I needed something to anchor me and came to realise that I craved a fire. Small dog knew something was afoot and followed me closely as I sought out the kindling. It had stood in a wicker basket in the porch all summer long and so, I was confident that I would have no problem in setting it alight. The night had drawn in more quickly than I anticipated. Dark clouds loomed and I pulled the curtains. It might have caused a brief sense of loss if I allowed it to, a verge on a depression, a reluctance to accept the incoming season that was already half way there anyway. Whatever, I decided to make the best of it.
I had not gone near the woodstove in months. When I opened the small glass door it creaked from the hinges. I placed some firelighters on the grill and piled them high with the dry kindling and set it alight. I shut the glass door. Small dog cuddled on my lap and we both watched the wood crackle and roar up the flue. I thought about going outside to watch the white smoke curl and furl itself into the atmosphere but I was too cosy to do so. I could hear H strumming his guitar in another room and my young son, falling into an occasional whistle as he did his homework. A clock ticked the time of fools. I felt happier than I had for a while now.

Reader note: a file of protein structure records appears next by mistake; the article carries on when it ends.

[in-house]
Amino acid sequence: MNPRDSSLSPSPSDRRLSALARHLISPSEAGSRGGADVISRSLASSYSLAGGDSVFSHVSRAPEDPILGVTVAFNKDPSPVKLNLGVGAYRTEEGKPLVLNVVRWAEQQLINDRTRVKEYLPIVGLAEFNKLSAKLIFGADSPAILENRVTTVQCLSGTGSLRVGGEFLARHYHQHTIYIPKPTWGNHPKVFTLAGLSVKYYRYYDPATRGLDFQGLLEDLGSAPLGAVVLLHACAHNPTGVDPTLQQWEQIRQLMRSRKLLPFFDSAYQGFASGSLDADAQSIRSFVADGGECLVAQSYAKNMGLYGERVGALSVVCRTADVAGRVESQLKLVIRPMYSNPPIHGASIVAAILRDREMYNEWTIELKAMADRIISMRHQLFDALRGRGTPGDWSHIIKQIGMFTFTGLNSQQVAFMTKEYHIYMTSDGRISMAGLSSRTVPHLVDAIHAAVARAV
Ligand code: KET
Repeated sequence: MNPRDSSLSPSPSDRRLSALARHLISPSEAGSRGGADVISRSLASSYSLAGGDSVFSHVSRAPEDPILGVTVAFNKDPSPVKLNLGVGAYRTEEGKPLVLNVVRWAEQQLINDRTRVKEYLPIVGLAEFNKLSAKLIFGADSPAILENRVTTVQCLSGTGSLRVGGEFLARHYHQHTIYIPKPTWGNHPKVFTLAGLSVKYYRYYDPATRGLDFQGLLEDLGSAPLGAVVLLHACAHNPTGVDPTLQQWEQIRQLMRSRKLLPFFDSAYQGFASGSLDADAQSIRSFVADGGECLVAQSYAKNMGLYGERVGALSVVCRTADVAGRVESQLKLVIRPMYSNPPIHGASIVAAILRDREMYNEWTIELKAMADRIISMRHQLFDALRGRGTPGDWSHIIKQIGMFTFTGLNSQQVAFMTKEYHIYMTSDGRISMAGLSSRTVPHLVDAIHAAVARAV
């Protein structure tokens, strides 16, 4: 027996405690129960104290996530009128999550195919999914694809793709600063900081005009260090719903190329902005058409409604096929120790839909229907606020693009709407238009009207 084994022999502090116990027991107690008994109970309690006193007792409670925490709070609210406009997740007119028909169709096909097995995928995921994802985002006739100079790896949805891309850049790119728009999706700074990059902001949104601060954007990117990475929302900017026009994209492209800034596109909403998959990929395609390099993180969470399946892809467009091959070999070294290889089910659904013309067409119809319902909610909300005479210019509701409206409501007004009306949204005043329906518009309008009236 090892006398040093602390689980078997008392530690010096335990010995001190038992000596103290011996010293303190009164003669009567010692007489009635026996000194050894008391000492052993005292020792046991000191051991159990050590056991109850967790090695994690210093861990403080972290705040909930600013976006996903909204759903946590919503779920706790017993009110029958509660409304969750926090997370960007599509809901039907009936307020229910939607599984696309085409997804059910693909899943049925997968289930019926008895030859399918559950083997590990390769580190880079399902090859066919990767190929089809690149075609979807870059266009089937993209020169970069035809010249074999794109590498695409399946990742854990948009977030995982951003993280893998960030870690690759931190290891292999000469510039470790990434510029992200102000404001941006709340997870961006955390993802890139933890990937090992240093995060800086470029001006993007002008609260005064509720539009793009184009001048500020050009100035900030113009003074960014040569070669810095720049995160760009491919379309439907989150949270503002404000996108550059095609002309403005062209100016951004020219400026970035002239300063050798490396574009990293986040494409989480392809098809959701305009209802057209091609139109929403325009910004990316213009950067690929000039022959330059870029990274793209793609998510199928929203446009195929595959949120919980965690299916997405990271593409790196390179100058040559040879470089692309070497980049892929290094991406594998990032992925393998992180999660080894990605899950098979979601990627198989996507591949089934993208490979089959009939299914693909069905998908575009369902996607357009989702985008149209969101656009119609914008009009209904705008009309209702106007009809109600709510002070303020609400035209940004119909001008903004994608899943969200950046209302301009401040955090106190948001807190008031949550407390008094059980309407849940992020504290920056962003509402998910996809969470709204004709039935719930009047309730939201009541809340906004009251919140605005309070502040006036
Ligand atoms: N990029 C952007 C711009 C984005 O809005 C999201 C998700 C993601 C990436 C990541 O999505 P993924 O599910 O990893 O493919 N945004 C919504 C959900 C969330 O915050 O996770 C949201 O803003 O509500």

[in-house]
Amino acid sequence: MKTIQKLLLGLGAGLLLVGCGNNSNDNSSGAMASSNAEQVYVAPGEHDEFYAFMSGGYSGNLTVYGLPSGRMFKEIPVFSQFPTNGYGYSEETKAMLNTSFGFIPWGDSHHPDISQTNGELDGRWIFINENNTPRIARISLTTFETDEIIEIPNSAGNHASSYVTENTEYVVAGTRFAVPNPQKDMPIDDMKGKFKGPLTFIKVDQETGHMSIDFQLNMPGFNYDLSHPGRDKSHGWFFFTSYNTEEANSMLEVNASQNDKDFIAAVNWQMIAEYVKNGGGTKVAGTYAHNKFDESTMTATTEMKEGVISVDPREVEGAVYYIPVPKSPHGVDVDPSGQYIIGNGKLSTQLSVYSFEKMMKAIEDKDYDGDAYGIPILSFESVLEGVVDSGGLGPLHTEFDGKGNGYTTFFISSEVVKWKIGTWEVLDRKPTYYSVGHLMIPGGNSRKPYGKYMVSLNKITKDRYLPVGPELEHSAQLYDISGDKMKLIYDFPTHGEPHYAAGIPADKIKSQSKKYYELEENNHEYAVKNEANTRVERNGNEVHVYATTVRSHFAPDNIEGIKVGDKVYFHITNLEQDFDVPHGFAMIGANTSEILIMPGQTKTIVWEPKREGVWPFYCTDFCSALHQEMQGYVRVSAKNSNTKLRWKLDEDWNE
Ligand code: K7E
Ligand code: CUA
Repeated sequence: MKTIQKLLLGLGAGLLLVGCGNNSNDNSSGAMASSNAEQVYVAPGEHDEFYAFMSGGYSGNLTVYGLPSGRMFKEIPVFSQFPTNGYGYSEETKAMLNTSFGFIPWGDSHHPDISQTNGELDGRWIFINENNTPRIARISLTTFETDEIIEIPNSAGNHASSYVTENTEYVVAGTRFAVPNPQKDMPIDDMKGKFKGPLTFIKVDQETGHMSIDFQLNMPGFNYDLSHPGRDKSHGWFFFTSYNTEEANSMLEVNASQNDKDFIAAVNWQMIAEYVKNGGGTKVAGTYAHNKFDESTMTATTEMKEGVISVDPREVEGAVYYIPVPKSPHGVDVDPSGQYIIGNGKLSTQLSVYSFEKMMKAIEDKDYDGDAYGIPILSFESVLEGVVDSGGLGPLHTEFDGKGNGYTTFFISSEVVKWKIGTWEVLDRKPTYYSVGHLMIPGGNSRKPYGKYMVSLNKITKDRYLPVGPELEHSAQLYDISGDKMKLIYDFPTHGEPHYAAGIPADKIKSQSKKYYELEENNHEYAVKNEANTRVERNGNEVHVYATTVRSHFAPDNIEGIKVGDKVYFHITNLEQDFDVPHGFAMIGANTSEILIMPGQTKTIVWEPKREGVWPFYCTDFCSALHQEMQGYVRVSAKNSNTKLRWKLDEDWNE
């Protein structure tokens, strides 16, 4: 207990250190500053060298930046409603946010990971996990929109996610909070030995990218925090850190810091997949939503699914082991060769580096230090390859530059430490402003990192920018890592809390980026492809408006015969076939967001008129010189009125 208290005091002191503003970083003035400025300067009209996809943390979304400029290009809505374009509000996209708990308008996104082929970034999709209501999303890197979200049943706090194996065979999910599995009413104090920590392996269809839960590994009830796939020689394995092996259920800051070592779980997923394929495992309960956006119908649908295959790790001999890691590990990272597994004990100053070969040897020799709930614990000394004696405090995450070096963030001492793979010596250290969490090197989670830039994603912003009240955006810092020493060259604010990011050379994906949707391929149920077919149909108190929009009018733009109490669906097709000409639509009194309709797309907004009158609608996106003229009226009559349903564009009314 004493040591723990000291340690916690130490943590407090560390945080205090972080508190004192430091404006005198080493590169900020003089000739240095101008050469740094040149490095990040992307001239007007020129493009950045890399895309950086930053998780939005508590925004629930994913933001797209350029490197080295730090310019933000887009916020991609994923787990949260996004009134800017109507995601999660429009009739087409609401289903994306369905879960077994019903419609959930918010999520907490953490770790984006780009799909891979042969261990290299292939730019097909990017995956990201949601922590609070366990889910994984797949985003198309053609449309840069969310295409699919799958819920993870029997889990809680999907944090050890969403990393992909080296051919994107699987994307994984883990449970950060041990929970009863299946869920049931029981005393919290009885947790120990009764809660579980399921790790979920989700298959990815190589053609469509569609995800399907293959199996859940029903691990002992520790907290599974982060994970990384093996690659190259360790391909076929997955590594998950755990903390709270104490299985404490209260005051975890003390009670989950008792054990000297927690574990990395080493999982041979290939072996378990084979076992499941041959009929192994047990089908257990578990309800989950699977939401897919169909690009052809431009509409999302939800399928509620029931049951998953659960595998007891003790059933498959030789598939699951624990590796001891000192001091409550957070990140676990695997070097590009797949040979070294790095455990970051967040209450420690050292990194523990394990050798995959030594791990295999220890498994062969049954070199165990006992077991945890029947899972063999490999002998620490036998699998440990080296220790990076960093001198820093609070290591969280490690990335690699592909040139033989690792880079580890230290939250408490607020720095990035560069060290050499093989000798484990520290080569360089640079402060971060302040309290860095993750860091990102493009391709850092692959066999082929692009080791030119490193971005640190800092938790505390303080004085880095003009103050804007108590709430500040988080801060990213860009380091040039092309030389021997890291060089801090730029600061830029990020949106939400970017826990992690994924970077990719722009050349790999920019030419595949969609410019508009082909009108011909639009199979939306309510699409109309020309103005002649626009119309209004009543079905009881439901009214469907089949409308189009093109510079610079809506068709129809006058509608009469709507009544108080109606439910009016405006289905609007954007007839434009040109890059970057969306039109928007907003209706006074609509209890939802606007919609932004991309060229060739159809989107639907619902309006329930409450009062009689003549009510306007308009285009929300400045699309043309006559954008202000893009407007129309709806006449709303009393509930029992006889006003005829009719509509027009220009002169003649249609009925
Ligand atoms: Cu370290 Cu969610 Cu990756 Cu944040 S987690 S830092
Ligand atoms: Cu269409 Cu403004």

And there was nothing at all to prevent something otherwise. I suppose what you choose to do is exactly what you do at any given time.
But the flue must have been cold because the fire floundered after the initial, glorious blaze. I found that I had to work hard to rekindle it. I added more kindling but it only drowned out the air and I opened up the flue thinking it was too narrow. I watched with Small dog and wondered what to do and then I realised how simple the solution was. I just opened up the glass door and allowed a little bit of myself in and a tiny bit of Small dog and all the elements in the room, the clock and the cushions and the photographs and the shawl and the lamp and the cabinet of old memories and books and seashells and stones and mirrors and blue glass. And then the fire sparked and reformed and H came in and put Small dog down beside the stove on a deep blue cushion and he looked happy that the fire was going and I thought well, the fire won't go out, for a while at least. And it is so warm and welcoming and I wish you, the reader of my thoughts, could sit beside me on this night, with a glass of Old Grouse to warm the blood and lure up a long old chat into the night ahead. Because these things matter. They have to.